Year 3, Month 12, Day 23: Intestines Were A-Hanging From The Highest Of The Trees

The New York Times notes that winter sports are suffering a bit:

NEWBURY, N.H. — Helena Williams had a great day of skiing here at Mount Sunapee shortly after the resort opened at the end of November, but when she came back the next day, the temperatures had warmed and turned patches of the trails from white to brown.

“It’s worrisome for the start of the season,” said Ms. Williams, 18, a member of the ski team at nearby Colby-Sawyer College. “The winter is obviously having issues deciding whether it wants to be cold or warm.”

Her angst is well founded. Memories linger of last winter, when meager snowfall and unseasonably warm weather kept many skiers off the slopes. It was the fourth-warmest winter on record since 1896, forcing half the nation’s ski areas to open late and almost half to close early.

Whether this winter turns out to be warm or cold, scientists say that climate change means the long-term outlook for skiers everywhere is bleak. The threat of global warming hangs over almost every resort, from Sugarloaf in Maine to Squaw Valley in California. As temperatures rise, analysts predict that scores of the nation’s ski centers, especially those at lower elevations and latitudes, will eventually vanish.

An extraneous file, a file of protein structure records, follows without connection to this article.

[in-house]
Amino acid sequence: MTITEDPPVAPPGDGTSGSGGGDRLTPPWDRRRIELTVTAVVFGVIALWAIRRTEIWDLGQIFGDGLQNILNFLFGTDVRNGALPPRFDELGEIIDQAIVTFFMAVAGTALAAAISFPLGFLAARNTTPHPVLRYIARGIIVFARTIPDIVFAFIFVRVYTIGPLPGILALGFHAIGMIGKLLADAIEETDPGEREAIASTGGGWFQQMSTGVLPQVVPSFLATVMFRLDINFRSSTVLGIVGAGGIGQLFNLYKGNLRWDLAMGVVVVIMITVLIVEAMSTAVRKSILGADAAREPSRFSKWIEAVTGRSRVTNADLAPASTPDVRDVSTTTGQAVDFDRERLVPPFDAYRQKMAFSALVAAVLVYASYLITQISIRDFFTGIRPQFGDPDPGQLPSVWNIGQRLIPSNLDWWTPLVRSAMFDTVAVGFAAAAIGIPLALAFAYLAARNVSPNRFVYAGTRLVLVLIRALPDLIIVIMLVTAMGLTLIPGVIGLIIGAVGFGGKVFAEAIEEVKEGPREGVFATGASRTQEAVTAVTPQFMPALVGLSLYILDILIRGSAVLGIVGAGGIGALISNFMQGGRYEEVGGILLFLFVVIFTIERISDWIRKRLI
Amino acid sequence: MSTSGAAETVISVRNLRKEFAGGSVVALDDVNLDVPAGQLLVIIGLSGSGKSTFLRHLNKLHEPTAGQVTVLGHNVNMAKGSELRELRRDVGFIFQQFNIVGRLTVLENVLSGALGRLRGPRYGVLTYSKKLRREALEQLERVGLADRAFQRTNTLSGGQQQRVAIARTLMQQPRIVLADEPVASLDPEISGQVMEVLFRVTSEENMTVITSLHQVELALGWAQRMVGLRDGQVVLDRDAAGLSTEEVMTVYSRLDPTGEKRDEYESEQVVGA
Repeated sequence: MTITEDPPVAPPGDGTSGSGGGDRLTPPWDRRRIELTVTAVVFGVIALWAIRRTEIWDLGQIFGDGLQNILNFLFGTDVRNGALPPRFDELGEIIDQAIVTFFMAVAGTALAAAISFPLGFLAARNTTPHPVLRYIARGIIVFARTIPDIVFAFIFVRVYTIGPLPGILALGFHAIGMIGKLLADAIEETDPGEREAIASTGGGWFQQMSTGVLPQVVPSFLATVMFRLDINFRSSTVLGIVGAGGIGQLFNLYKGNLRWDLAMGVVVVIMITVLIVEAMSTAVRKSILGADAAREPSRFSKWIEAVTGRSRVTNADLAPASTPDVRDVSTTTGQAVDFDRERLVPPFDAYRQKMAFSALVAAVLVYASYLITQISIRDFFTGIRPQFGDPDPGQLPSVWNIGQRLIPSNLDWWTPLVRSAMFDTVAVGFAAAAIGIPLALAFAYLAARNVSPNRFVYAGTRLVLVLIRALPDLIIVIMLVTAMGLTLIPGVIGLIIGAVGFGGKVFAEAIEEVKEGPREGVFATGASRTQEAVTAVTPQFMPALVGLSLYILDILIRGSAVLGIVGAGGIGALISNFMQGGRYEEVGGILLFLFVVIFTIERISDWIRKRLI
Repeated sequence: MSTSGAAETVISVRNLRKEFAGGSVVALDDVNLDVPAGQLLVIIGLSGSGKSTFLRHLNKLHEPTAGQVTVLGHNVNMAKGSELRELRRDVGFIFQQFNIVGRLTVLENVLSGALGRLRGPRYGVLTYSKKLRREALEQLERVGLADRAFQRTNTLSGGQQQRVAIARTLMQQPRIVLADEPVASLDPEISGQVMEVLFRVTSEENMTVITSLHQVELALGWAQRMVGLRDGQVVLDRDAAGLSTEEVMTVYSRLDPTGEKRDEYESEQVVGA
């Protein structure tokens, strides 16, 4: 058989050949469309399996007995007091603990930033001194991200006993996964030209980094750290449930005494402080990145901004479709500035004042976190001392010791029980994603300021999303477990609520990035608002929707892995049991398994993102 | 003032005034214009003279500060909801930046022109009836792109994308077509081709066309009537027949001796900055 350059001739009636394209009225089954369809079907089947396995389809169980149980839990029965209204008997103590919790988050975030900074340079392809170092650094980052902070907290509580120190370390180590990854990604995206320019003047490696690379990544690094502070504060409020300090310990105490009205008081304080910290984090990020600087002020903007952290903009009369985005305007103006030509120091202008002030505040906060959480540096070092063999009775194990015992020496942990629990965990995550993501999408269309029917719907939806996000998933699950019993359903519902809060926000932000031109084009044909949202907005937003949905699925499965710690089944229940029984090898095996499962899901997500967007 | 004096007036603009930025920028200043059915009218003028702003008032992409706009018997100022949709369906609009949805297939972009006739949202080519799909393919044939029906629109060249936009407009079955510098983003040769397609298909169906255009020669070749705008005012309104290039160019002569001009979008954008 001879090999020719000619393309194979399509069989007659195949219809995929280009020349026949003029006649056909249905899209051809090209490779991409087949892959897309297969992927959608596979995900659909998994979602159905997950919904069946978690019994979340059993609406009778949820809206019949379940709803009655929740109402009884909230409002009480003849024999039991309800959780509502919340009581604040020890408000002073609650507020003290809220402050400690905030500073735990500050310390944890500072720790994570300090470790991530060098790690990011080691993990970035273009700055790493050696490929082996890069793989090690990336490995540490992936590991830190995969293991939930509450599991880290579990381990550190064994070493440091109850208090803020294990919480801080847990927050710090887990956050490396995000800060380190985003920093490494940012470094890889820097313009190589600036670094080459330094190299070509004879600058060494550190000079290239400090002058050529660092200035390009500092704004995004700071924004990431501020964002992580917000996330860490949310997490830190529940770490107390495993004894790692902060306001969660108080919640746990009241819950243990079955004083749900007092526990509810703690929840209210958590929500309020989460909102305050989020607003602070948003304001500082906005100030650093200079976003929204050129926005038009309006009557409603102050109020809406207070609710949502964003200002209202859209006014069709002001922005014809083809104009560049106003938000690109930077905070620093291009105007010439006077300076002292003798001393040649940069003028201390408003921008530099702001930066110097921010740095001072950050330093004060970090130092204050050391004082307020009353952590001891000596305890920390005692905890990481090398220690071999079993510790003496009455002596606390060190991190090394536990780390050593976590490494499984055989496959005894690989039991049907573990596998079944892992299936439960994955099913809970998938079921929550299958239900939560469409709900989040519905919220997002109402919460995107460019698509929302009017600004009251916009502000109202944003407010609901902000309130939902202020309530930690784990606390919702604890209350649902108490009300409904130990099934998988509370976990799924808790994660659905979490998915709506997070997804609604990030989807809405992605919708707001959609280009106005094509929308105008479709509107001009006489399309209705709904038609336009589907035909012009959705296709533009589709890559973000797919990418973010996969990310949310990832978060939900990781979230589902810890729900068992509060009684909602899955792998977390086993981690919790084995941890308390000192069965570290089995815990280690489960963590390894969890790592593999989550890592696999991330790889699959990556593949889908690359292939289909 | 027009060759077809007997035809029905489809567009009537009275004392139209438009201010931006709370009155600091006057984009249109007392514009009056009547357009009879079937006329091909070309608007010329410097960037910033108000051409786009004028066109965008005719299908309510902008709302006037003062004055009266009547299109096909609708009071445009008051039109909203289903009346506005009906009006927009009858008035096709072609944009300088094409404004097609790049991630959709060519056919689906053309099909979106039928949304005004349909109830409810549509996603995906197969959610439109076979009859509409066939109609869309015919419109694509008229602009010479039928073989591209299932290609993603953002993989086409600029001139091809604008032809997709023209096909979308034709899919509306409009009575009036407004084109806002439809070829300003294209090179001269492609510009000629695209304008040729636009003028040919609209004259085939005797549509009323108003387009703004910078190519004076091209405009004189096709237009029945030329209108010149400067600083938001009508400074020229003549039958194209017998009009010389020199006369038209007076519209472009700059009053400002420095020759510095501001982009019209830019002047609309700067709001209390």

I went skiing as a kid in different places all over New England. It was fun until I broke my leg as a teenager. At that point I said, “fuck it.” Sent December 17:

Thanks to the barrage of weather-related disasters over the past year, more previously dubious Americans are beginning to accept the reality of global climate change; there’s something about tangible evidence that helps nudge people off the fence. The decline in snow coverage on the nation’s ski slopes should amplify this effect, perhaps helping winter sports enthusiasts to recognize both the factuality of the greenhouse effect and the dangers it presents.

But we — all of us — must start thinking in much longer terms and much larger scales. While the economic disruption caused by a collapsing winter sports industry will be significant, it pales in comparison to that triggered by a collapsing planetary environment. While our industrialized society has wrought technological wonders, we are laughably unable to control the havoc unleashed by our profligate greenhouse emissions. Humanity isn’t on the bunny slopes anymore, but careening down a precipice, unknowing, unheeding.

Warren Senders

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